## 1. Overview

In this tutorial, we’ll discuss how to merge two sorted arrays into a single sorted array and focus on the theoretical idea and provide the solutions in pseudocode form, rather than focusing on a specific programming language.

First, we’ll define the problem and provide an example that explains the meaning of merging two sorted arrays.

Second, we’ll discuss two approaches to solving the problem.

Finally, we’ll compare the provided approaches and discuss the case in which both of them have the same complexity.

## 2. Defining the Problem

The problem gives us two arrays, of size , and of size . Both arrays are sorted in the increasing order of their values.

In other words:

**After that, the problem asks us to calculate the resulting array of size that contains all the elements from and **. Note that, the resulting array must be sorted as well. In other words:

**
**

To understand the idea in a better way, let’s take the following example:

From the example, we can see that the array has elements, while the array has elements. Therefore, the resulting array has elements.

**Also, the resulting array contains all the elements from and **. For example, the array contains the value twice. On the other hand, contains the value once. Hence, the array contains the value three times.

Also, the resulting array contains all the elements sorted in the ascending order, similarly to the arrays and .

Now that we reached a good understanding of the problem, let’s dive into the solutions.

## 3. Naive Approach

Let’s discuss the naive approach firstly. After that, we can see how to improve it.

**In the naive approach, we simply add all the elements from arrays and to . Then, we sort before returning it.**

Take a look at its implementation:

```
algorithm naiveMerge(A, B):
// INPUT
// A = The first array
// B = The second array
// n = the size of A
// m = the size of B
// OUTPUT
// Returns the merged array of A and B
R <- empty array of size n + m
id <- 0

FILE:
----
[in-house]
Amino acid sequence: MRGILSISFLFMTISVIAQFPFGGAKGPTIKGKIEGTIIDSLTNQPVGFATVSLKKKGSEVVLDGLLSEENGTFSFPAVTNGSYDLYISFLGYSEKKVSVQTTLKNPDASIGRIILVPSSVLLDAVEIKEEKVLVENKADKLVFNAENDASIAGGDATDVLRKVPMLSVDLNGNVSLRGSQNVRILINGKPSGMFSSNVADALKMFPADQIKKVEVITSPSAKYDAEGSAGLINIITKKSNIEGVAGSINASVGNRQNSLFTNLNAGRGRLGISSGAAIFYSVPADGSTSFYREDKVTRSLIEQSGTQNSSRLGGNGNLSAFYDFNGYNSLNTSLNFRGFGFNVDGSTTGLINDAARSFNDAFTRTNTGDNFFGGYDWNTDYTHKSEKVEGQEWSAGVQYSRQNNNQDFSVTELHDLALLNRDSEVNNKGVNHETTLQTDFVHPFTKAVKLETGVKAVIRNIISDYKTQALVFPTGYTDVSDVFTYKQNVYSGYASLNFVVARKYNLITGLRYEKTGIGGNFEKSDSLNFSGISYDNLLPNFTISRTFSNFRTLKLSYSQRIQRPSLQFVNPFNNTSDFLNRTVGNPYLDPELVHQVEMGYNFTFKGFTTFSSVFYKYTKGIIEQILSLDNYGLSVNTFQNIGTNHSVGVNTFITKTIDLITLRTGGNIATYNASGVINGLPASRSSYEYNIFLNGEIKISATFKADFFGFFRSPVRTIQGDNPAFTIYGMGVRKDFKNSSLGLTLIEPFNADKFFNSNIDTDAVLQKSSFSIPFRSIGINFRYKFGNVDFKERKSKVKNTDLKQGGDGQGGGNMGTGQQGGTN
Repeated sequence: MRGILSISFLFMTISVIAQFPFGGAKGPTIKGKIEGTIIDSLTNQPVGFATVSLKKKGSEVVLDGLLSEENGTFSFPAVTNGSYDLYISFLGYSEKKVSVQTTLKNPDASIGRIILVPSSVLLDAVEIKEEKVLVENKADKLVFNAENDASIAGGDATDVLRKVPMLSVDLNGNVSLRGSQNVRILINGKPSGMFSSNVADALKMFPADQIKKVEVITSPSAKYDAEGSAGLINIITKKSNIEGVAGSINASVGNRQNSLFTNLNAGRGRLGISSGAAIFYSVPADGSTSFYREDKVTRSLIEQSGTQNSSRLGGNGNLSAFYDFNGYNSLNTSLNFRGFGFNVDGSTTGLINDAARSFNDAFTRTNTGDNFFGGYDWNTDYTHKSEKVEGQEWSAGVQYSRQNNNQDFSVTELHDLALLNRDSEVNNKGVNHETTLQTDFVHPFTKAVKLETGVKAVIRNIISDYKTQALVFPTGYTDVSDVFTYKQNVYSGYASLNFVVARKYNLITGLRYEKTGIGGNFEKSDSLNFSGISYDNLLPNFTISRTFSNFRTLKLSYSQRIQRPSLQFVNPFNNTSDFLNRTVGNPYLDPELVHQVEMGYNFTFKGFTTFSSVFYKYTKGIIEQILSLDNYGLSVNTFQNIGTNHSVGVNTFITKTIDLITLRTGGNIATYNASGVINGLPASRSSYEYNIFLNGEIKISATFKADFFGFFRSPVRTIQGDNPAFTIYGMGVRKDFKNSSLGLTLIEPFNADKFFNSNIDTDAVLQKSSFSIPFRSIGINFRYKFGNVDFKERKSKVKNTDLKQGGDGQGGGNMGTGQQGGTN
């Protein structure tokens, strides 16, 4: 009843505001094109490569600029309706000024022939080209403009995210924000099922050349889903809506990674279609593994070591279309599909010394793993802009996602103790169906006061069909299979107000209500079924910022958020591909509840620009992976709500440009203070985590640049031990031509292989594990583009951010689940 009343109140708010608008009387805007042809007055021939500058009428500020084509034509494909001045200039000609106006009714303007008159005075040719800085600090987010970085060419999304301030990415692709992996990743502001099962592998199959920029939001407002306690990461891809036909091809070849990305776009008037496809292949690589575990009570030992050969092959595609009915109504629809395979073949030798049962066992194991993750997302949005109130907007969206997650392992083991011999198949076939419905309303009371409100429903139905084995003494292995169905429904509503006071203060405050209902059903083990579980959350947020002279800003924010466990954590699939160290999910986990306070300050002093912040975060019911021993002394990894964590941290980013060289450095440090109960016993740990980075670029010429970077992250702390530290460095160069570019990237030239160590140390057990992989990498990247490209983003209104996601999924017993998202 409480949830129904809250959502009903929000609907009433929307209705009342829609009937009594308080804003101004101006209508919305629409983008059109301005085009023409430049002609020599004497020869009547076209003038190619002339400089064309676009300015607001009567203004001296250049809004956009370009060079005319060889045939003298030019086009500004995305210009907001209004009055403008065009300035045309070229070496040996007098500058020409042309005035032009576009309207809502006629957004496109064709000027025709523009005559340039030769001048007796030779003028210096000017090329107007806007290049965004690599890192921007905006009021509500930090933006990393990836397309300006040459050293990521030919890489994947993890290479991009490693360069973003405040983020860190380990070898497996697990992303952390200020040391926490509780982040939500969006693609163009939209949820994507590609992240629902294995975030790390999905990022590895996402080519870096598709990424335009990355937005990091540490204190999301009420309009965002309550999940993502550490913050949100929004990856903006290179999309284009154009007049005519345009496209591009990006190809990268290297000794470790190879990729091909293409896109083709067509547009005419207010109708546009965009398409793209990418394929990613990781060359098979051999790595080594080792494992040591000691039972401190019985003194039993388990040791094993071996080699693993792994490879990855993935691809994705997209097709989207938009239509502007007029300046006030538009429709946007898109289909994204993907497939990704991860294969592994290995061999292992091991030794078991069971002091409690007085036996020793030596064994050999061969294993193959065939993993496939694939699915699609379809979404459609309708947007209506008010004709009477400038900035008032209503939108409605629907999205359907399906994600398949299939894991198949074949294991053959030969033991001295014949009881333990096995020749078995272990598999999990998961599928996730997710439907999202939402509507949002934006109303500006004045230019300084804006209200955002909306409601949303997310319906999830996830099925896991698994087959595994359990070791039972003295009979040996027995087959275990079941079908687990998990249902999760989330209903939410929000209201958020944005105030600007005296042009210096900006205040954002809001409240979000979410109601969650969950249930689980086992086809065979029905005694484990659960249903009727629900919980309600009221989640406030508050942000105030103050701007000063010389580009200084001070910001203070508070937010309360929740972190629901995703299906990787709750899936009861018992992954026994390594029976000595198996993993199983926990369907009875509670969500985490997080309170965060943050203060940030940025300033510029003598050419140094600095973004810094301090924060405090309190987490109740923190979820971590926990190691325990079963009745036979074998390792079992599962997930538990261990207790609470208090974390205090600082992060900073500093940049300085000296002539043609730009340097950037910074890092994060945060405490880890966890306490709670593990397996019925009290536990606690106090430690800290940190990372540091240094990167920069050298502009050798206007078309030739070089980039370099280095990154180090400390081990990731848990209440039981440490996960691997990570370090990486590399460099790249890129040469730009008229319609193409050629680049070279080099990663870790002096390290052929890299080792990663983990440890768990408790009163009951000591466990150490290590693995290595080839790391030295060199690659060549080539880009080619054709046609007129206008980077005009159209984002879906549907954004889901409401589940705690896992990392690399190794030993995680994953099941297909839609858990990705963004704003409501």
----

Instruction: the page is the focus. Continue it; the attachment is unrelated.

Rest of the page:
for i <- 0 to n - 1:
R[id] <- A[i]
id <- id + 1
for j <- 0 to m - 1:
R[id] <- B[j]
id <- id + 1
sort(R)
return R
```

In the beginning, we’ll declare the resulting array of size . This array will hold the resulting answer to the problem. Also, we’ll initialize with zero that will point to the index on which to add the next element inside .

After that, we iterate over all the values inside and add them to the resulting array . Also, we perform the same operation for all the values inside .

Finally, we sort the array and return it as the resulting answer.

**The complexity of the naive approach is **, where is the number of elements inside the first array and is the number of elements inside the second one.

The reason for the complexity is that we can perform the sorting operation in .

## 4. Two-Pointers Approach

Let’s improve the naive approach.

### 4.1. Theoretical Idea

Suppose we want to find out the first element that should be added to the resulting array . It must be the smallest element inside and .

However, since both arrays and are sorted, then the smallest element of each of them is at the beginning. Therefore, we’ll add this value to .

Now, let’s imagine that we removed this smallest value from its array, and think about the problem again. We’ll need to find the new smallest element and add it to as well.